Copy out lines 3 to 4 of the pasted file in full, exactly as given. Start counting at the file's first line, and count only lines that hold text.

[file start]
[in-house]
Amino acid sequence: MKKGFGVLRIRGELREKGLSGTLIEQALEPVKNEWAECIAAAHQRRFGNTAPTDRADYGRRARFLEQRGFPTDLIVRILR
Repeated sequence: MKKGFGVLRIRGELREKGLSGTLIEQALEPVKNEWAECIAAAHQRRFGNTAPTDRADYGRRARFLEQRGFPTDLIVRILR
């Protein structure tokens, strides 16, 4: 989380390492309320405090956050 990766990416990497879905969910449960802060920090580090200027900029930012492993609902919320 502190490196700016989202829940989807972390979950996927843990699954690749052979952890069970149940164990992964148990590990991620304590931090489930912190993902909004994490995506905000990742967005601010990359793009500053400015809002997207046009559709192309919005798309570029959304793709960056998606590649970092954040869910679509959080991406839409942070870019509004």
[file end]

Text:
Repeated sequence: MKKGFGVLRIRGELREKGLSGTLIEQALEPVKNEWAECIAAAHQRRFGNTAPTDRADYGRRARFLEQRGFPTDLIVRILR
């Protein structure tokens, strides 16, 4: 989380390492309320405090956050 990766990416990497879905969910449960802060920090580090200027900029930012492993609902919320 502190490196700016989202829940989807972390979950996927843990699954690749052979952890069970149940164990992964148990590990991620304590931090489930912190993902909004994490995506905000990742967005601010990359793009500053400015809002997207046009559709192309919005798309570029959304793709960056998606590649970092954040869910679509959080991406839409942070870019509004």